Coronavirus infections remain 'alarmingly high' Boris Johnson warns
But he said: “Though today there are some signs of hope – the numbers of Covid patients in hospital are beginning to fall for the first time since the onset of this new wave – the level of infection is still alarmingly high.
“The wards of our NHS are under huge pressure with more than 32,000 Covid patients still in hospital.”
Mr Johnson, addressing a Downing Street press conference, said vaccines appear to reduce death and serious illness from the main strains of coronavirus.
England’s chief medical officer Professor Chris Whitty said that while the number of people in hospital with coronavirus has “quite noticeably” reduced, it is still above that of the first peak in April last year.
He added: “The number of people in hospital with Covid has now gone down from its peak, quite noticeably…
“But as the Prime Minister said, there are still a very large number of people in hospital, and more people than there were in the first peak in April last year.
“So this is still a very major problem, but it is one that is heading the right way.”
Prof Whitty said the number of deaths would “stay high for quite some time”.
Meanwhile, the team behind the Oxford University/AstraZeneca jab has said vaccines against new coronavirus variants should be ready by October.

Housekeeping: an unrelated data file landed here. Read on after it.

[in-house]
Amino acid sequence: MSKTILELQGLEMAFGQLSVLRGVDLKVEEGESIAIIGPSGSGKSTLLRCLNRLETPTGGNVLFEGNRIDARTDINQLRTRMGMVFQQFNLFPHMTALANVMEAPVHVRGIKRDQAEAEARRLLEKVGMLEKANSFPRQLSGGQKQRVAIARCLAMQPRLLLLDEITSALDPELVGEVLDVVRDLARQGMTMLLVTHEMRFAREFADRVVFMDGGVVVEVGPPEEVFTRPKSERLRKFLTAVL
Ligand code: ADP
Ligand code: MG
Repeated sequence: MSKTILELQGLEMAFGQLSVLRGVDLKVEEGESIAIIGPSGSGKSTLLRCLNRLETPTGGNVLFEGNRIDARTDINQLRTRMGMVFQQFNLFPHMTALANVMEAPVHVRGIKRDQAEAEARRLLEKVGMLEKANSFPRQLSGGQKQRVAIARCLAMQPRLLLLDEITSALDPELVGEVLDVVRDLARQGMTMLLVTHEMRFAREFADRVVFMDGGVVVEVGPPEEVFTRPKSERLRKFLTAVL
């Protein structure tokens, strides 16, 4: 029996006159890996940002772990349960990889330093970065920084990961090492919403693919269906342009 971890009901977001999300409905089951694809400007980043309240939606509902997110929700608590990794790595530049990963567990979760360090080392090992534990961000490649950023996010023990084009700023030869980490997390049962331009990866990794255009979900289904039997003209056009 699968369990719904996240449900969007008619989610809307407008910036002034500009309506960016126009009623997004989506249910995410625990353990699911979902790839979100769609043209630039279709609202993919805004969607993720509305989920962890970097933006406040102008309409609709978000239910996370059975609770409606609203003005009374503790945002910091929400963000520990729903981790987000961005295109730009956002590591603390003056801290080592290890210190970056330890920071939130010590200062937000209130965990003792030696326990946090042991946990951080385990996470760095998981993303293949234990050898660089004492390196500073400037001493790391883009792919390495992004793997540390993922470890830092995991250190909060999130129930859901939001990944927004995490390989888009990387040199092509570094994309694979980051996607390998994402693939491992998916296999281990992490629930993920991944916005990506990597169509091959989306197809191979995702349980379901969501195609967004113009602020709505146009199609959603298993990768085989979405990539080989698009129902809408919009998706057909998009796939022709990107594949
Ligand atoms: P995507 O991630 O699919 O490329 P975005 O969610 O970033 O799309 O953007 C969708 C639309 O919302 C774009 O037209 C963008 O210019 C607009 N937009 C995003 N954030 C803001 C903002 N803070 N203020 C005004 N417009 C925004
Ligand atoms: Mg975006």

In a media briefing hosted by AstraZeneca, Professor Andrew Pollard, director of the Oxford Vaccine Group, said work on designing a new vaccine could be completed rapidly.
It comes after studies have shown that variants of coronavirus with the worrying E484K mutation could make vaccines less effective, though they are still expected to offer good protection against illness and severe disease.
The mutation is found in the South African variant of the virus, which has prompted surge-testing in eight postcode areas of England where community transmission is feared.
It has also been detected in Bristol in the variant first identified in Kent, and in Liverpool in a new variant of the original pandemic strain.
Prof Pollard said: “I think the actual work on designing a new vaccine is very, very quick because it’s essentially just switching out the genetic sequence for the spike protein, for the updated variants.
“And then there’s manufacturing to do and then a small-scale study.
“So all of that can be completed in a very short period of time, and the autumn is really the timing for having new vaccines available for use rather than for having the clinical trials run.”
Sir Mene Pangalos, executive vice president of biopharmaceuticals research and development at AstraZeneca, said: “Our ambition is to be ready for the next round of immunisations that may be necessary as we go into next winter. That’s what we’re aiming for.”
He continued: “We’re very much aiming to try and have something ready by the autumn. So, this year.”